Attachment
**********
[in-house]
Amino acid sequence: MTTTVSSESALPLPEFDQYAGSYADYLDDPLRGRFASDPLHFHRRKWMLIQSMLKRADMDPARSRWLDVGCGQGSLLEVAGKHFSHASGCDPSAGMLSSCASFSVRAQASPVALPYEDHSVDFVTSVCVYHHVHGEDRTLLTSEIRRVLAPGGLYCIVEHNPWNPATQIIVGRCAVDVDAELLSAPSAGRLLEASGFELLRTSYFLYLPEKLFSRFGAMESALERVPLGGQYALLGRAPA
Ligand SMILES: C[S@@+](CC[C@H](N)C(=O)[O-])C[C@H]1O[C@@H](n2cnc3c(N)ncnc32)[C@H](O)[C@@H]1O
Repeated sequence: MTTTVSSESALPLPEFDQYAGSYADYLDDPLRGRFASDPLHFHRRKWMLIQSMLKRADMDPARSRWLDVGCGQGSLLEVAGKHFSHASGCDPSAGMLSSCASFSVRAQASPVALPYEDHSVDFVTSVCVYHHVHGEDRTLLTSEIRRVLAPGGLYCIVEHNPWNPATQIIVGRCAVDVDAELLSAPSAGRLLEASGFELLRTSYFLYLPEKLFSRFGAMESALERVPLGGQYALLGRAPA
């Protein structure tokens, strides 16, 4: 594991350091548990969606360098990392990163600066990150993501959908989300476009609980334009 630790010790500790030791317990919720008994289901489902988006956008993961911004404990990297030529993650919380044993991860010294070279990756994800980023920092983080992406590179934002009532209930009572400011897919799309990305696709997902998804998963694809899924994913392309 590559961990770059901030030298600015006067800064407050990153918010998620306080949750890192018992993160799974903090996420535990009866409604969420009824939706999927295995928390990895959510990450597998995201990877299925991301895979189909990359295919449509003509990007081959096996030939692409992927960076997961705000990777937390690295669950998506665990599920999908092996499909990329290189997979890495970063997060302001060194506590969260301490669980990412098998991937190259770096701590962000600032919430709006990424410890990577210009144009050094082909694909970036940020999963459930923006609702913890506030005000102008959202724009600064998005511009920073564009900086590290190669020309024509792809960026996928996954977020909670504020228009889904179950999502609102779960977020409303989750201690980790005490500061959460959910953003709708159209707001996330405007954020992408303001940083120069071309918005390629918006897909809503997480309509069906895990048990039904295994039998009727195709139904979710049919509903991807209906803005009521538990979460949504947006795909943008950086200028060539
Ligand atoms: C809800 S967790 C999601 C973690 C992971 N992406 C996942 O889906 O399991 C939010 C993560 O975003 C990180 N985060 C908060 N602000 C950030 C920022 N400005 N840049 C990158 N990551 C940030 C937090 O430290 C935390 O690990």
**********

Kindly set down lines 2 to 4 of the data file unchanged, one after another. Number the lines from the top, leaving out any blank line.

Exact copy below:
Amino acid sequence: MTTTVSSESALPLPEFDQYAGSYADYLDDPLRGRFASDPLHFHRRKWMLIQSMLKRADMDPARSRWLDVGCGQGSLLEVAGKHFSHASGCDPSAGMLSSCASFSVRAQASPVALPYEDHSVDFVTSVCVYHHVHGEDRTLLTSEIRRVLAPGGLYCIVEHNPWNPATQIIVGRCAVDVDAELLSAPSAGRLLEASGFELLRTSYFLYLPEKLFSRFGAMESALERVPLGGQYALLGRAPA
Ligand SMILES: C[S@@+](CC[C@H](N)C(=O)[O-])C[C@H]1O[C@@H](n2cnc3c(N)ncnc32)[C@H](O)[C@@H]1O
Repeated sequence: MTTTVSSESALPLPEFDQYAGSYADYLDDPLRGRFASDPLHFHRRKWMLIQSMLKRADMDPARSRWLDVGCGQGSLLEVAGKHFSHASGCDPSAGMLSSCASFSVRAQASPVALPYEDHSVDFVTSVCVYHHVHGEDRTLLTSEIRRVLAPGGLYCIVEHNPWNPATQIIVGRCAVDVDAELLSAPSAGRLLEASGFELLRTSYFLYLPEKLFSRFGAMESALERVPLGGQYALLGRAPA